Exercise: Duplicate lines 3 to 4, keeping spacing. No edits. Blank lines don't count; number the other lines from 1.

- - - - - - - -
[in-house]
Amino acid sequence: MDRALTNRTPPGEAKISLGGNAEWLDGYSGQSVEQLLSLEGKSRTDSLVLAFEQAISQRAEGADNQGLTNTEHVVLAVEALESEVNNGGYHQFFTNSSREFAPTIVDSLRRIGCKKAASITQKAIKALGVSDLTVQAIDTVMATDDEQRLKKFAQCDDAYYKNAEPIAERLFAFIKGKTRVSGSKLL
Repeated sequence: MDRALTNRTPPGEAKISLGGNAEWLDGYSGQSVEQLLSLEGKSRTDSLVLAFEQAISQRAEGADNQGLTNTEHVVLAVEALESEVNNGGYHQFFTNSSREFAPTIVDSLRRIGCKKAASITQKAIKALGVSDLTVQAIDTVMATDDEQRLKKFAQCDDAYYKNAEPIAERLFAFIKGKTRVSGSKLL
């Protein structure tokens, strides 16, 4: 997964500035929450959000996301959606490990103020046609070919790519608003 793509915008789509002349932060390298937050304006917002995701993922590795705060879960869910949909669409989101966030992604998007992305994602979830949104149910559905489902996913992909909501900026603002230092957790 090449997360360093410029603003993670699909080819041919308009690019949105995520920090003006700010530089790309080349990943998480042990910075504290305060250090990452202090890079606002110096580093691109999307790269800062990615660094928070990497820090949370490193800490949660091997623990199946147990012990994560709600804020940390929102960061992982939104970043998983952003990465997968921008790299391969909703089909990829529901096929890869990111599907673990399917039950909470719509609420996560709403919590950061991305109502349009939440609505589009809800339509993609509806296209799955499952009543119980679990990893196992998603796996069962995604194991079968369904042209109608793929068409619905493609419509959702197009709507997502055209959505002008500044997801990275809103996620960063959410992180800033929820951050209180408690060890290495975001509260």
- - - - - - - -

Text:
Repeated sequence: MDRALTNRTPPGEAKISLGGNAEWLDGYSGQSVEQLLSLEGKSRTDSLVLAFEQAISQRAEGADNQGLTNTEHVVLAVEALESEVNNGGYHQFFTNSSREFAPTIVDSLRRIGCKKAASITQKAIKALGVSDLTVQAIDTVMATDDEQRLKKFAQCDDAYYKNAEPIAERLFAFIKGKTRVSGSKLL
């Protein structure tokens, strides 16, 4: 997964500035929450959000996301959606490990103020046609070919790519608003 793509915008789509002349932060390298937050304006917002995701993922590795705060879960869910949909669409989101966030992604998007992305994602979830949104149910559905489902996913992909909501900026603002230092957790 090449997360360093410029603003993670699909080819041919308009690019949105995520920090003006700010530089790309080349990943998480042990910075504290305060250090990452202090890079606002110096580093691109999307790269800062990615660094928070990497820090949370490193800490949660091997623990199946147990012990994560709600804020940390929102960061992982939104970043998983952003990465997968921008790299391969909703089909990829529901096929890869990111599907673990399917039950909470719509609420996560709403919590950061991305109502349009939440609505589009809800339509993609509806296209799955499952009543119980679990990893196992998603796996069962995604194991079968369904042209109608793929068409619905493609419509959702197009709507997502055209959505002008500044997801990275809103996620960063959410992180800033929820951050209180408690060890290495975001509260």